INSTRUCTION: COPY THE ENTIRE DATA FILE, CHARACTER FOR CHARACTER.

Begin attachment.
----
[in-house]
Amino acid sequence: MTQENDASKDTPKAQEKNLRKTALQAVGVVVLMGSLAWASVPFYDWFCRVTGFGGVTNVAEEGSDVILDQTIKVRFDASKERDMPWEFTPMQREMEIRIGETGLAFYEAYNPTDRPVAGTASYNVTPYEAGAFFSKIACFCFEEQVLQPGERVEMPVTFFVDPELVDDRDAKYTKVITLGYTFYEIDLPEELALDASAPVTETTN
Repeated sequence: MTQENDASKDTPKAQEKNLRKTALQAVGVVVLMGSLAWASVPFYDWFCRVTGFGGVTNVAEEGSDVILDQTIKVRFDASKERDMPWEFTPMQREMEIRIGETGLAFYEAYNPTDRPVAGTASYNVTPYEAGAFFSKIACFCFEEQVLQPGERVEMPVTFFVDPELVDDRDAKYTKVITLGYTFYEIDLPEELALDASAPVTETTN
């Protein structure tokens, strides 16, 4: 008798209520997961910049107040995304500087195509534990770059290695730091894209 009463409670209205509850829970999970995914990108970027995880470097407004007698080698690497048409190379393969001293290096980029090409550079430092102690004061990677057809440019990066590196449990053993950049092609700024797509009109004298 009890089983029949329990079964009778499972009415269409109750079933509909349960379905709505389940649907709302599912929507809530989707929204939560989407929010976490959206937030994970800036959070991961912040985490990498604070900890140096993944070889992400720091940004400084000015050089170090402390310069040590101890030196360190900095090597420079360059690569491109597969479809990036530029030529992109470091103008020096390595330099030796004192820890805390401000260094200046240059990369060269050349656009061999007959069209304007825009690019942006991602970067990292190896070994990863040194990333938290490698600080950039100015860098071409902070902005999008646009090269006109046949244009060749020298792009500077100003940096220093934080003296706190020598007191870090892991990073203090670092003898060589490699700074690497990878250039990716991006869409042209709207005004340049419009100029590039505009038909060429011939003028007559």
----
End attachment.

[in-house]
Amino acid sequence: MTQENDASKDTPKAQEKNLRKTALQAVGVVVLMGSLAWASVPFYDWFCRVTGFGGVTNVAEEGSDVILDQTIKVRFDASKERDMPWEFTPMQREMEIRIGETGLAFYEAYNPTDRPVAGTASYNVTPYEAGAFFSKIACFCFEEQVLQPGERVEMPVTFFVDPELVDDRDAKYTKVITLGYTFYEIDLPEELALDASAPVTETTN
Repeated sequence: MTQENDASKDTPKAQEKNLRKTALQAVGVVVLMGSLAWASVPFYDWFCRVTGFGGVTNVAEEGSDVILDQTIKVRFDASKERDMPWEFTPMQREMEIRIGETGLAFYEAYNPTDRPVAGTASYNVTPYEAGAFFSKIACFCFEEQVLQPGERVEMPVTFFVDPELVDDRDAKYTKVITLGYTFYEIDLPEELALDASAPVTETTN
């Protein structure tokens, strides 16, 4: 008798209520997961910049107040995304500087195509534990770059290695730091894209 009463409670209205509850829970999970995914990108970027995880470097407004007698080698690497048409190379393969001293290096980029090409550079430092102690004061990677057809440019990066590196449990053993950049092609700024797509009109004298 009890089983029949329990079964009778499972009415269409109750079933509909349960379905709505389940649907709302599912929507809530989707929204939560989407929010976490959206937030994970800036959070991961912040985490990498604070900890140096993944070889992400720091940004400084000015050089170090402390310069040590101890030196360190900095090597420079360059690569491109597969479809990036530029030529992109470091103008020096390595330099030796004192820890805390401000260094200046240059990369060269050349656009061999007959069209304007825009690019942006991602970067990292190896070994990863040194990333938290490698600080950039100015860098071409902070902005999008646009090269006109046949244009060749020298792009500077100003940096220093934080003296706190020598007191870090892991990073203090670092003898060589490699700074690497990878250039990716991006869409042209709207005004340049419009100029590039505009038909060429011939003028007559």